Tuesday, September 20, 2016

Who is Deplorable?

Hillary Clinton should not have said that about half of Trump supporters are deplorable people. That would mean that one-quarter of Americans are deplorable, a terrible thing to believe. But remember, many conservatives have said even worse about the other half of Americans: that all liberals are treasonous, that 47% of Americans are unwilling to take personal responsibility for their lives, that everyone who voted for Obama is stupid or a dupe. Republican outrage about Clinton’s comment is merely hypocrisy.

All of these comments are both stupid and wrong. Political professionals like to say, “Don’t attack the voters.” Those undecided American voters, if there are any left, don’t like to be told that supporting the side they are still considering would make them deplorable. These comments are not only bad for a campaign – they are also wrong-headed. Even though nearly half of Trump supporters say in polls that blacks are violent, criminal and lazy, I don’t agree with many political commentators that these prejudices make them deplorable people.

Trump does have some deplorable supporters, there’s no question of that. The fringe of white supremacists wholeheartedly support Trump, from former KKK leader David Duke to white nationalist leader William Johnson, whom the Trump campaign picked as a convention delegate from California.

But the great majority of Trump supporters who harbor racial prejudices are normal Americans, who have allowed themselves to be misled by the truly deplorable people, those who have been promoting racism in public for years. We have seen too many examples of the political triangle between deplorable leaders, deplorable media personalities, and people learning deplorable ideas.

Here’s how that has worked on the issue of race. Trump has continually disparaged those who have brought up the issue of police brutality against African Americans. He suggested at a rally in November that a Black Lives Matter protester “should have been roughed up”. Bill O’Reilly asked Trump on his program on July 12 about racial problems in America. Trump first blamed President Obama for creating racial divisions. O’Reilly said that there are “still some black Americans who believe that the system is biased against them,” implying this was an outdated and purely black idea. Trump compared racial discrimination to his own privileged life: “I have been saying even against me the system is rigged when I ran as a, you know, for president”.

O’Reilly wondered how Trump would be able to convince “African-Americans who believe America is a bad place built upon grievances in the past to put that aside.” O’Reilly then said that Black Lives Matter is a “hate group”, thus comparing them to the KKK or other white supremacists. Trump was a bit more moderate: “I think it’s certainly, it’s very divisive and I think they’re hurting themselves.”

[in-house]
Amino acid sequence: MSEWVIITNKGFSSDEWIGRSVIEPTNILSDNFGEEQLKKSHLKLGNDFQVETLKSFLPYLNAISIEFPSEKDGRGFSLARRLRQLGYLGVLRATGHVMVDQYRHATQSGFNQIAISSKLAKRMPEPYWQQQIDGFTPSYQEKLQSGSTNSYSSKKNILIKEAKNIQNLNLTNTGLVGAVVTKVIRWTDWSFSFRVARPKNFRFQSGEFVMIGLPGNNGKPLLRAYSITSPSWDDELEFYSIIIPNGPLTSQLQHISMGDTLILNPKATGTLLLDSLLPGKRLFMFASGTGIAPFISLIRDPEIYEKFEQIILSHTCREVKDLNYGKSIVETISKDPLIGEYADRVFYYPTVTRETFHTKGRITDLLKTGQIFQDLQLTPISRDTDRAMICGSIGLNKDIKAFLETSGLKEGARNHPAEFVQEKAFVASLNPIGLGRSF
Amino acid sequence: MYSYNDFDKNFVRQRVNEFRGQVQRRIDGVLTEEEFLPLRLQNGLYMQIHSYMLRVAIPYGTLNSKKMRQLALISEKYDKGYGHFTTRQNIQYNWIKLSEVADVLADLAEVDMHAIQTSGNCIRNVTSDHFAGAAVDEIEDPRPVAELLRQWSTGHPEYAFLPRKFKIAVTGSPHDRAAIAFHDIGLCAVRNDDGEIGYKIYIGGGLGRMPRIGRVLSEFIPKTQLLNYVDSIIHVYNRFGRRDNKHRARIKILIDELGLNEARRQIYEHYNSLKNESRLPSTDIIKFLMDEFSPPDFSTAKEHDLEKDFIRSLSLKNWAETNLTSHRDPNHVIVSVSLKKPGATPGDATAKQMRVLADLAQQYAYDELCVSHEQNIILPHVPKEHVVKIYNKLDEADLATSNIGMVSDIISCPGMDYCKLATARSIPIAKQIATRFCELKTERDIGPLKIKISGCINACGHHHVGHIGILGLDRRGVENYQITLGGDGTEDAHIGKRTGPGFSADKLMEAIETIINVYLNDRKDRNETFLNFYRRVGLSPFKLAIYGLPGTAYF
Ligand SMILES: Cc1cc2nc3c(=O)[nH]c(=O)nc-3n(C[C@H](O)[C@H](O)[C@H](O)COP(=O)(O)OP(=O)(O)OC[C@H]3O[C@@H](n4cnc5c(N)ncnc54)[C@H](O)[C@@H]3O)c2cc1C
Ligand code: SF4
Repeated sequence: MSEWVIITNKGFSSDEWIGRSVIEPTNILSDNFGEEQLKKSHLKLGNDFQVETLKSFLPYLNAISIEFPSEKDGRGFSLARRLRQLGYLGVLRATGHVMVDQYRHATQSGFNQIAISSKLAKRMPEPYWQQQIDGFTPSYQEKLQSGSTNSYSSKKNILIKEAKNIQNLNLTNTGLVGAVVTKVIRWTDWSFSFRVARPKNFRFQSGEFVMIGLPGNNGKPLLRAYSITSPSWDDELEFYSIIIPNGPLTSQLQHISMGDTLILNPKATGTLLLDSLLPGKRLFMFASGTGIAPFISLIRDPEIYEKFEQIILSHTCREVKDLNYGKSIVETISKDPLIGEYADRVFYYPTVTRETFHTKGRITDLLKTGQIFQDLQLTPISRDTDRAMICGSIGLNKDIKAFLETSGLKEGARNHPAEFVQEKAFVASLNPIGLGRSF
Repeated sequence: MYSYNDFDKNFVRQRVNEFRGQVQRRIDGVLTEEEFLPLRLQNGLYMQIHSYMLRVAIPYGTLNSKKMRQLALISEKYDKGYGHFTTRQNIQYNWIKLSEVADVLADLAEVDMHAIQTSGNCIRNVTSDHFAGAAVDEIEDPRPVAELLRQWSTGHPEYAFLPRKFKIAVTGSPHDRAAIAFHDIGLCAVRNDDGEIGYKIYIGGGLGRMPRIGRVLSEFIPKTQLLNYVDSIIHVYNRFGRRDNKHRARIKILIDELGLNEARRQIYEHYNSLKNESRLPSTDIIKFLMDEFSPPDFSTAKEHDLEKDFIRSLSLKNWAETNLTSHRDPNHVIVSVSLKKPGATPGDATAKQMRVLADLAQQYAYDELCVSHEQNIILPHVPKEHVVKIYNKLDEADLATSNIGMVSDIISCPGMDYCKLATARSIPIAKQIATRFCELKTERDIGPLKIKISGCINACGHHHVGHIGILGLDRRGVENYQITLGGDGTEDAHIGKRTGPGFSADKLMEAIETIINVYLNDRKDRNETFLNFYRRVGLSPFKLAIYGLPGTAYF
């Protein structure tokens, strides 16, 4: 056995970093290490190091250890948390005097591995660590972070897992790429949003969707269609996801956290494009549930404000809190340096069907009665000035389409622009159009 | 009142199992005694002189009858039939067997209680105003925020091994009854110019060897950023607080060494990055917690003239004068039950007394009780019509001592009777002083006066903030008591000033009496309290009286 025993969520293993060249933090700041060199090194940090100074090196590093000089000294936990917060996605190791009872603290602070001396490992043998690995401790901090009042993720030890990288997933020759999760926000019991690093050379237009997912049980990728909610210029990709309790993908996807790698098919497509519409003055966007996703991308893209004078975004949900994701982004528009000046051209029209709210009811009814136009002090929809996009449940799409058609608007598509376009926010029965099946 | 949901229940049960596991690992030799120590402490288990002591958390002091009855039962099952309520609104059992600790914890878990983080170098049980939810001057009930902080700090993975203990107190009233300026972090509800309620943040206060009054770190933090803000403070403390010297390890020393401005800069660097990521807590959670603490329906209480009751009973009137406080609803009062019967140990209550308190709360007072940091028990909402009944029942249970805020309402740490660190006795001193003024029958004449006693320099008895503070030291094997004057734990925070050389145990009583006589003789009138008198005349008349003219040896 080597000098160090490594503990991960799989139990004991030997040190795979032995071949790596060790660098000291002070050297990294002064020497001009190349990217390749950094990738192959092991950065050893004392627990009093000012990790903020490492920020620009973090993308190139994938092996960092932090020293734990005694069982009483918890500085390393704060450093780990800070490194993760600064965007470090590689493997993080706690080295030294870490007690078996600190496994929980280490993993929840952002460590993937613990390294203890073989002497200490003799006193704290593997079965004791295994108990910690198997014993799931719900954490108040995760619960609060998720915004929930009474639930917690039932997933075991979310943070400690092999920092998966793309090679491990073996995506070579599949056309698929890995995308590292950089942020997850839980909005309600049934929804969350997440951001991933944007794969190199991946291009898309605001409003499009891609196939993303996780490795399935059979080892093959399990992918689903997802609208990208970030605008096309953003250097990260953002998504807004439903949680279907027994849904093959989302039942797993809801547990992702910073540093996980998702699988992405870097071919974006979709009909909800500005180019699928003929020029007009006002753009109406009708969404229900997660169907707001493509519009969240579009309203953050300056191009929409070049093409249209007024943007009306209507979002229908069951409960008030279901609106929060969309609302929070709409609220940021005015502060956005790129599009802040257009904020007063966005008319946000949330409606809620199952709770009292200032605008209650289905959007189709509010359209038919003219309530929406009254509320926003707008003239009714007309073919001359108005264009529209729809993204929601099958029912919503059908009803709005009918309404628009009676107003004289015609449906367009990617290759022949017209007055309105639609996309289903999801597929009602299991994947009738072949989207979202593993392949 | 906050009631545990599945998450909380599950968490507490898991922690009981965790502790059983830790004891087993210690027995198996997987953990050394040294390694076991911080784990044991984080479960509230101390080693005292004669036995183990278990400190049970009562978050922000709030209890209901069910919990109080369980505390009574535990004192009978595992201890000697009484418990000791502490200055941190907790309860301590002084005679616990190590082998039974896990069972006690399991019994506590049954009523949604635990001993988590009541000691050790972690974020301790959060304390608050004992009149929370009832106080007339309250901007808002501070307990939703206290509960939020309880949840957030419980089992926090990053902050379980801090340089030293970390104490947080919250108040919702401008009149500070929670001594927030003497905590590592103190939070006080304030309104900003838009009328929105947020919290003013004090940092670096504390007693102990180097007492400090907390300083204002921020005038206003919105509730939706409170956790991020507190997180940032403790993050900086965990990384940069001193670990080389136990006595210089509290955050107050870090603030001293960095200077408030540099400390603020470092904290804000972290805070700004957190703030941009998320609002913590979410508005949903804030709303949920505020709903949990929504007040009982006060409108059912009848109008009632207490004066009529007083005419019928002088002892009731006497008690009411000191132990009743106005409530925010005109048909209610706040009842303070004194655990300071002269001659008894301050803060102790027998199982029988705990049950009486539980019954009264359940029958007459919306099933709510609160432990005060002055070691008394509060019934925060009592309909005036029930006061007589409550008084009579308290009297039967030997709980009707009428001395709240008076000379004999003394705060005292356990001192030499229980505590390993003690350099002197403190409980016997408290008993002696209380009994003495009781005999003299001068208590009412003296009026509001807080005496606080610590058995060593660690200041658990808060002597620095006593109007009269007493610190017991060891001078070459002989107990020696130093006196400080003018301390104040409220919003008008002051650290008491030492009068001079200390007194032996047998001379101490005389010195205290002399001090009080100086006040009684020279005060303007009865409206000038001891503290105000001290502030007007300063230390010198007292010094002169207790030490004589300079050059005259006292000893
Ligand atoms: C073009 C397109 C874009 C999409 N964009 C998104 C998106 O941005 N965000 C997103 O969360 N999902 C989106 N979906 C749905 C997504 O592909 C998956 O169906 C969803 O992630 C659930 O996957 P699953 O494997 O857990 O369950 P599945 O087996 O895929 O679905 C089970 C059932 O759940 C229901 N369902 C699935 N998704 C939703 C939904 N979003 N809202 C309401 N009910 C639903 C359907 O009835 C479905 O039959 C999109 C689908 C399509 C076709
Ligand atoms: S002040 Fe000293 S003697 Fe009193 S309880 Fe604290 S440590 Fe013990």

Just as the Republican National Convention was getting underway in Cleveland, O’Reilly asked Donald Trump on July 19 whether Black Lives Matter was a “provocateur” in the killings of police officers. Trump replied, “I have seen them marching down the street essentially calling death to the police.” O’Reilly reworded his question, asking whether Black Lives Matter was “a fuse-lighter in the assassinations of these police officers?” Trump said, “Certainly in certain instances they are.” O’Reilly asked whether Trump as President would have his Attorney General investigate BLM, and Trump agreed, calling the group a threat. “We just can't let it happen.”

Neither candidate nor TV host knew of any evidence that Black Lives Matter was a danger to our country. BLM never called for death to the police. In 2014, a different group of protesters in New York City chanted, “What do we want? Dead cops.” One man who wants to be President and one man who reaches 2 million viewers every day agreed that Black Lives Matter was responsible for killing police and should therefore be investigated by the federal government.

Trump’s campaign dismisses the reality of real racial problems and criticizes anyone who speaks of them. That has encouraged others to create an echo chamber for these ideas. The crazies and racists of the far right are delighted because they believe they have now joined the mainstream. The Springfield State Journal-Register published a column by radical right-wing writer Ann Coulter last week comparing Black Lives Matter to David Duke.

White Americans who would like to believe that racial discrimination no longer exists, that black complaints about discrimination are outdated, that their deep feeling that blacks deserve their subordinate status in our country is true, can hear these ideas confirmed, repeated, and “proven” by public persons who know better. White Americans’ ignorance is not innocent, but is also not deplorable. Their indoctrination by politicians and media characters is deplorable. And the cheerleader for the acceptance of racist ideas in America, Donald Trump, is the most deplorable of all.

Steve Hochstadt
Jacksonville IL
Published in the Jacksonville Journal-Courier, September 20, 2016

Tuesday, September 13, 2016

Inspiration from the Paralympics

Right after the Nazis took power in 1933, Ludwig Guttman, one of the top neurosurgeons in Germany, was fired from his position at a public hospital, because he was Jewish. In 1939, he and his family fled to England, when they realized their lives were in danger.